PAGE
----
This deterrence effect is what Timothy has come to bank on. Another added benefit is that he no longer relies on wholesalers to sell his goods. Through a global network of credit referencing, ATI subjects all his prospective buyers to a rigorous credit review. The advantage is that he doesn't have to worry about his receivables because he now sells directly to ATI-approved buyers. And if a buyer defaults with other customers at any stage, ATI will notify him through a first-alert monitoring system.
The concept of credit risk insurance is relatively new in Africa. Timothy explains that many of his competitors who have been in business for over 20 years don't see the need for insurance because they feel their clients are loyal. This may be a naïve assumption as the financial crisis of 2007 and 2008 proved.
"I can remember the collapse of a major Kenyan company back in 2008. They were stocking UK stores and unfortunately, one of their main customers just happened to be a UK chain that went bankrupt. Not many companies could survive under those circumstances", comments Timothy.
Although the jury is still out on the final impact of the global financial crisis on Africa's agriculture sector, there is one theory that sees a continued bright future for this sector.
In a 2009 research paper produced by the UK-based Overseas Development Institute on the impact of the global financial crisis on Kenya, noted that fruit and vegetable export volumes grew by 20% and 43.9% respectively from June 2007 to April 2008. The report went on to state that families in the West were cutting costs by eating at home rather than going out, the demand for fruits and vegetables, the report concluded, would therefore continue to increase.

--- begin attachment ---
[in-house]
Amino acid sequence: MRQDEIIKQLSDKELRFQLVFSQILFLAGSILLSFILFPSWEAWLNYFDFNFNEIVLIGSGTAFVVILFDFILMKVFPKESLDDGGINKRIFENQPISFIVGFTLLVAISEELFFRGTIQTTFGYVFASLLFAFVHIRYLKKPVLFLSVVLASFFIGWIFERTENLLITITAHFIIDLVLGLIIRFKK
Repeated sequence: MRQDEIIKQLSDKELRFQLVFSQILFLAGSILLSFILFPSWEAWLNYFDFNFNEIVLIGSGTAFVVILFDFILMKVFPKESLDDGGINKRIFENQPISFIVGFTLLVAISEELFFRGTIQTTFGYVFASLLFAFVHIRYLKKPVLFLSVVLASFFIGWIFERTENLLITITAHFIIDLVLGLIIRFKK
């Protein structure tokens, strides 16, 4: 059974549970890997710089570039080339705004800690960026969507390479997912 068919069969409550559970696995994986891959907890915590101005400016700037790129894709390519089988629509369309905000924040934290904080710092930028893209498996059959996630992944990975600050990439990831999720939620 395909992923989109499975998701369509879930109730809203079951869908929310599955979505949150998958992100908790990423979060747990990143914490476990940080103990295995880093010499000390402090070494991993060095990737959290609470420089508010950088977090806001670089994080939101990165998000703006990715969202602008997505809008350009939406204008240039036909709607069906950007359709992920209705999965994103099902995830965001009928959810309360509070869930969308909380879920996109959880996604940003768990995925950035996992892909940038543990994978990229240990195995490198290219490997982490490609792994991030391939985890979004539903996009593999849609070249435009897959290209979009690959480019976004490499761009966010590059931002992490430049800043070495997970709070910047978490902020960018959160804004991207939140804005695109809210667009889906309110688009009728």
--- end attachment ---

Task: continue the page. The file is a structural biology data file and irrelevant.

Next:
Regardless of whether this trend will be confirmed, Timothy's company and other agricultural exporters are important to the Kenyan economy. They are a key source of jobs and foreign-currency exchange working in a sector that accounts for 24% of the country's real GDP and approximately 60% of its exports.
If agricultural exporters are to reap the potential benefits of opportunities in regional and international markets, they must examine their risks carefully. Exporting can incur many risks and for exporters that want to expand into other markets, these risks can double. "We're now looking to expand into Botswana and I will rely on credit insurance 100% -- if a buyer there doesn't pass ATI's test, I just won't do business with them."
As the interview draws to a close, there is still one question that lingers. I grab the opportunity as Timothy begins to gather his papers. "Specifically," I ask "how has ATI's credit insurance helped your business?"
After a few seconds, his face lights up as he starts rattling off figures. "Well let's see, since 2006, our production has risen from 800 tonnes to 1.6 million. Our farm has expanded from 100 to 400 acres. And our payroll has doubled from Ksh 800,000 per month to 1.7million with jobs that are of higher value."
"And how much of this growth can you attribute to credit insurance?"
Without skipping a beat, Timothy replies "60% of this growth is a direct result of credit insurance. With a lower chance of buyers defaulting on payments, I can focus on growing my business. 'Safety', that is the biggest benefit for us."
All names of people and companies used in this article have been changed to maintain the anonymity of the company.